In the Name of Love

“Do I have to like someone in order to love them?” So the question my daughter asked me many years ago. Good question. We Christians, despite all of our disagreements and divisions do agree on one thing. That is Jesus’ command to love one another. I realize we don’t always do a very good job of that, but we still cling to that command believing that to ignore it would lead to a kind of self-righteous hypocrisy. And unfortunately there are some who, in the name of all things Christian do just that very thing.

Maybe one of the reasons loving can be so difficult is our lack of understanding what love meant to Jesus. That is, there are, in the New Testament Greek language, three different words for love. Eros, or romantic love. Philios, or love for a sister or brother, and Agape, or love that seeks the well being of others. The love Jesus speaks about when he says to love one another, and to love God and neighbor as we would ourselves is Agape.

There is clearly room in our lives for all of these forms of love, but to associate Christian love with anything apart from that desire to advocate for the well being of others is a very shallow kind of love. Even when you consider the other kinds of love. Romantic love without self-giving can become exploitative. Love for brother and sister absent of seeking their well being can become self centered.

The Apostle Paul reminds us all that love is patient and kind, is not rude or boastful or arrogant. It never insists on its own way, is not irritable or resentful. It never rejoices in wrongdoing. It rejoices in the truth. Love hopes all things, bears all things, believes all things, endures all things.

There is a wonderful inclusivity to agape-love.

So this is why I marvel at the antics of those who would set themselves up as righteous and loving while at the same time breaking the laws of the land under the pretense of religious freedom. Or those who oppress the less fortunate while extolling the “blessings” they have received from God because they have mistaken material wealth with being loved more by God. Or condemning those with whom they disagree on matters of theology and scriptural interpretation because they believe they have, and control the Truth.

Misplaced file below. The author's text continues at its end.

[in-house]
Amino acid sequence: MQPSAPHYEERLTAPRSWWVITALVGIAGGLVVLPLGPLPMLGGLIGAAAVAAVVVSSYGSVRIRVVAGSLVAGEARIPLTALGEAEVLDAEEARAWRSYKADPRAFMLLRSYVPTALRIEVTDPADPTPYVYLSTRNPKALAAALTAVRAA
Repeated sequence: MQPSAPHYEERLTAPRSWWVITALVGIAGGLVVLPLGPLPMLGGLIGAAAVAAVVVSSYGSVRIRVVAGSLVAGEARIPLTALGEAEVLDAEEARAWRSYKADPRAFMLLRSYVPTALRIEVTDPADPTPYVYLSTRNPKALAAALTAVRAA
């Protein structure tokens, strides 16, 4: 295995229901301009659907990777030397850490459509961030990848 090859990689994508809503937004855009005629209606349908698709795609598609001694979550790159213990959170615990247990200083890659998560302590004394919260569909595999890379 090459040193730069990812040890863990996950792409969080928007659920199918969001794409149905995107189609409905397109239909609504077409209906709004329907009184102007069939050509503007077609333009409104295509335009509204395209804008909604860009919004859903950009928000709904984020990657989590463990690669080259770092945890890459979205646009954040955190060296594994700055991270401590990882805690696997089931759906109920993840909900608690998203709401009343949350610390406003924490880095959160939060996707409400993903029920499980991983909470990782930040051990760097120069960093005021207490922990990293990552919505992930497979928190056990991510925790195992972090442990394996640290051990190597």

Especially now. Especially at this time when there is so much heartbreak in our world, so much violence and hatred. This is not the time for Christians to exclude, isolate and condemn.

Today is the 14th anniversary of the attacks on the World Trade Center and Pentagon, and Flight 93 crashed in a failed attempt to crash into the White House. There were evil things done that day.

But there were also heroic things done. Self-sacrificial things done. Loving things done. In the cell phone recordings of the passengers of Flight 93 the last words of those who were about to die were words of love for family and friends. Not words of hatred. Words of love.

One time Mahatma Gandhi was asked what he thought about Christians. Mind you he had had a bad experience as a law student in London when he tried to attend a Christian worship service. He was barred because of his skin color.

When asked what he thought about Christians he said, “I like your Jesus. I don’t like your Christians. They don’t act like your Jesus.”

Do we have to like someone in order to love them? Not really.

Not if we’re going to act like Jesus.